A Tale of Two Sisters was one of the first South Korean movies to make a dent in the US during the initial influx of Korean cinema, which was spearheaded by Park Chan-wook. This film’s director, Kim Jee-woon, had a major release with this film around the same time as Park’s Oldboy. Korean cinema has gone from strength to strength ever since, with Parasite winning Best Film at the Oscars last year.
This is an interesting horror film about Su-Mi, a teenage girl who has been released from a mental institution. She returns to her family’s rural home, where she finds her sister Su-Yeon, father and stepmother waiting for her. The girls have a complicated relationship with the stepmother. Events become increasingly strange as things go along, and their relationship sours even more. Su-Mi’s psychosis is reflected in the breakdown of reality around her, making the film a very disorienting experience.
I would say it’s a little overly confusing for its own good, and it’s a slow burner, which is not necessarily uncommon in Korean cinema. The flashbacks pile twist upon twist, coming at such a rapid rate that it can become hard to follow. The plot is definitely interesting though, and the design of the house is really good at creating a creepy atmosphere. There is also a supernatural element with a ghost. While not as good as Bong Joon-Ho’s films (Parasite and Memories of Murder), but if you like Korean cinema it’s well worth seeing. It’s definitely creepy, but didn’t pull me in the way some other Korean films have. Park has gone on to do a number of notable films since, including mobster movie Bittersweet Life and I Saw the Devil, a serial killer/horror film.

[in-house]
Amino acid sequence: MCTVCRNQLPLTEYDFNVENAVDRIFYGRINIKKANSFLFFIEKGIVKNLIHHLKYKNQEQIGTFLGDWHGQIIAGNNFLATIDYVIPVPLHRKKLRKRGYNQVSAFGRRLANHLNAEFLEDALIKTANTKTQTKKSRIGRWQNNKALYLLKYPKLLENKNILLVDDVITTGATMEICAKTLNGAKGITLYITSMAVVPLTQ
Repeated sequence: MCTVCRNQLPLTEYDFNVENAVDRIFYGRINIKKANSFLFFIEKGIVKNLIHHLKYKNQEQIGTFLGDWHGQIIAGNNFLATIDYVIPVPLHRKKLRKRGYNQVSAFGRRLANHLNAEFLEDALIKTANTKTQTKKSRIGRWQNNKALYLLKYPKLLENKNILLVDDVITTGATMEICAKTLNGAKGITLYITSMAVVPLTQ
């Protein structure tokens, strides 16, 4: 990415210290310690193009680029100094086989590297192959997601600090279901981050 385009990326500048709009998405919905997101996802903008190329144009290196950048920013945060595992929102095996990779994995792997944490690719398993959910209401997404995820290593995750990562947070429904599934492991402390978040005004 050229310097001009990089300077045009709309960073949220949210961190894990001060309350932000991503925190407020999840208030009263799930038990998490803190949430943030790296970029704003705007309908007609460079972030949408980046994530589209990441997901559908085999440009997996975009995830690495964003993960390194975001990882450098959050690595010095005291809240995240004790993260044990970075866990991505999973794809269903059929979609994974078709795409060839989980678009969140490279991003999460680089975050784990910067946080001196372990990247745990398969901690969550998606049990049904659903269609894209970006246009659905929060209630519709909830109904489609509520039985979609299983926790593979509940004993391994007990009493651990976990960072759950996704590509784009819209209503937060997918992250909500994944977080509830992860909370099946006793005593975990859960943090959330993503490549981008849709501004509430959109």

The Arrow Blu-Ray release features an incredibly rich set of extras. These three film commentary tracks: a new audio commentary from Korean cinema historian Pierce Conran and film critic James Marsh, plus two audio commentaries from Kim Jee-woon: one with lighting cameraman Oh Seung-chul and cinematographer Lee Mo-gae, and one with actors Im Soo-jung and Moon Geun-young. In addition, there is a visual essay by Conran (Always on the Move: The Dynamic Camera and Spaces of Master Stylist Kim Jee-woon), a new visual essay by cultural historian Shawn Morrisey, Spirits of the Peninsula: Folklore in Korean Cinema; and a new visual essay by critic/historian Kat Ellinger, Imaginary Beasts: Memory, Trauma & the Uncanny in A Tale of Two Sisters. There is also a behind-the-scenes featurette and an archival featurette about the set design; three more archival featurettes about the score, CGI effects and poster design; two featurettes with Kim in which the director analyses the film’s complex themes and discusses the horror genre; and even a featurette presenting a psychologist’s perspective. The package also includes outtakes, archival set footage, a variety of cast interviews, deleted scenes with director’s commentary, stills and the theatrical trailer, all in a nice reversable sleeve with newly commissioned artwork.